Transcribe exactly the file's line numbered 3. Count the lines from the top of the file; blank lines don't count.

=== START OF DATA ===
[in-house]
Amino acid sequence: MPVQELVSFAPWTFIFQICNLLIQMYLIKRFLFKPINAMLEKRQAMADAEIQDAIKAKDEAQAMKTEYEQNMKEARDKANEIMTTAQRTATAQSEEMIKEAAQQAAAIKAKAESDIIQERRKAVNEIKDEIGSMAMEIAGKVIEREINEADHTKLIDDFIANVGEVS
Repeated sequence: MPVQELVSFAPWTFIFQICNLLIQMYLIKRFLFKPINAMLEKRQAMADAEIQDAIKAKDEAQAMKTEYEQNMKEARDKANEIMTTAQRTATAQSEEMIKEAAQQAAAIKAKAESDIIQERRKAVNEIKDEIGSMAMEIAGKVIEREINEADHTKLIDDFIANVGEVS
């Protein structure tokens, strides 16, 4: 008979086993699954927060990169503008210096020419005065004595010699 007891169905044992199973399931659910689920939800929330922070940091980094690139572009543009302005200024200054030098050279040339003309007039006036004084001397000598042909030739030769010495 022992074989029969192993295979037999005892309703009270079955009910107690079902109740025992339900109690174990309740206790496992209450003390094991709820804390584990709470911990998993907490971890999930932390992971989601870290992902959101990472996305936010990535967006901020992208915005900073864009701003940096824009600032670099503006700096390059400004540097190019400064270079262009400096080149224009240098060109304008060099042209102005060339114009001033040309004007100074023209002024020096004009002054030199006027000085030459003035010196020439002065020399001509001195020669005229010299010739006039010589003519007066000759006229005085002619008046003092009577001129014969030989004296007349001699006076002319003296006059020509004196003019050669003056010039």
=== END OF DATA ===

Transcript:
Repeated sequence: MPVQELVSFAPWTFIFQICNLLIQMYLIKRFLFKPINAMLEKRQAMADAEIQDAIKAKDEAQAMKTEYEQNMKEARDKANEIMTTAQRTATAQSEEMIKEAAQQAAAIKAKAESDIIQERRKAVNEIKDEIGSMAMEIAGKVIEREINEADHTKLIDDFIANVGEVS